So that’s what happens on vacation: you still read, but you don’t bother writing about it. A couple things that struck me particularly in this reading:
And suddenly they started singing the second verse as if of their own accord, following the lead of Kosarchuk, whose pitch may not have been perfect, but who did have quite a pleasant high tenor. They finished the second verse. Still no choirmaster! They went back to their places, but before they could manage to sit down, they started singing against their will. It was beyond their power to stop. They would be quiet for three minutes or so, and then start up again. At this point they realized that something bad had happened. Mortified, the director locked himself in his office. (p. 163)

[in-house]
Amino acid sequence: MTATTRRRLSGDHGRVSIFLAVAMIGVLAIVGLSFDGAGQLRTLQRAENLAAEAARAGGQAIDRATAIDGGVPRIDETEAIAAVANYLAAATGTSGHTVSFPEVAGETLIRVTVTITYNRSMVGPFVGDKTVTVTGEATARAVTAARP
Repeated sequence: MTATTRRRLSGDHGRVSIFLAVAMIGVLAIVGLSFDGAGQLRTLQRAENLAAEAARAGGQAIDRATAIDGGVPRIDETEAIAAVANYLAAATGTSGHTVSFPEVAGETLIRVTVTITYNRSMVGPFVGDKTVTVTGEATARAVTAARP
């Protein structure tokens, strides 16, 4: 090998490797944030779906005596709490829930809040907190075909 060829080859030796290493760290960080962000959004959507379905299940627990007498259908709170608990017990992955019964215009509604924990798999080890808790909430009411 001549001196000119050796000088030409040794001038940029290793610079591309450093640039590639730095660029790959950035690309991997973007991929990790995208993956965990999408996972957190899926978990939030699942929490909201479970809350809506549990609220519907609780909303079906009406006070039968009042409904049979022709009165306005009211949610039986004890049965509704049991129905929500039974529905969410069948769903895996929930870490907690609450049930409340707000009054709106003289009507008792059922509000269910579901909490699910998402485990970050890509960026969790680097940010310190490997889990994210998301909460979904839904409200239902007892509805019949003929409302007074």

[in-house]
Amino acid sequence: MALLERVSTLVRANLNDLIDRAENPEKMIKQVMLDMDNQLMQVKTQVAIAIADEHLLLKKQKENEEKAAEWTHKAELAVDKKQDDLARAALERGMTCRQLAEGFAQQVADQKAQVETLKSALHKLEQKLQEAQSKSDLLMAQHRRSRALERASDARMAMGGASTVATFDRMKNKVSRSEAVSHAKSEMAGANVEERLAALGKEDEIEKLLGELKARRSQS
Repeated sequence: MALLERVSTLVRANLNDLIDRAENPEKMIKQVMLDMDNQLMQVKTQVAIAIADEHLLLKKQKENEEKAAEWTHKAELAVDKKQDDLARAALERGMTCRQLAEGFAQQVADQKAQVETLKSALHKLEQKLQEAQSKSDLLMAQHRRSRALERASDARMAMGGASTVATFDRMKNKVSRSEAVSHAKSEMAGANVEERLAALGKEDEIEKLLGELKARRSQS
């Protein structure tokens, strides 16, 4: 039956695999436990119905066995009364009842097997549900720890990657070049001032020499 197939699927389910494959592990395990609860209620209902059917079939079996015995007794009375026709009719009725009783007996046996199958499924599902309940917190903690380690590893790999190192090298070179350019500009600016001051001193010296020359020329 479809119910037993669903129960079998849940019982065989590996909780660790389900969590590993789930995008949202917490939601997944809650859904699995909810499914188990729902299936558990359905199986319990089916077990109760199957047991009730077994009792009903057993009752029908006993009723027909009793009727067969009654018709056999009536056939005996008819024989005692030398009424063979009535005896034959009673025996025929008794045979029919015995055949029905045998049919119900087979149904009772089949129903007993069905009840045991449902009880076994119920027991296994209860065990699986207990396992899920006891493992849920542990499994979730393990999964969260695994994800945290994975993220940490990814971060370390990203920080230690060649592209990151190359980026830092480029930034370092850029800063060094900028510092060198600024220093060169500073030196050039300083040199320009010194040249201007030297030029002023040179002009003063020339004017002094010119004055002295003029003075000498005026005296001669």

What this brings to my mind is the forced patriotism of Communist Russia, where any acts against government were seen as high treason, thoughts if dared to be revealed at all were whispered, and a false bravado, an obvious if false loyalty needed to cloak true beliefs.
And this has to be one of my favorites amid the chaos:
The reason for his trip to Moscow was a telegram received late in the evening two days before. It said, "I have just been cut in half by a streetcar at Patriarch’s. Funeral Friday 3 P.M. Come. Berlioz."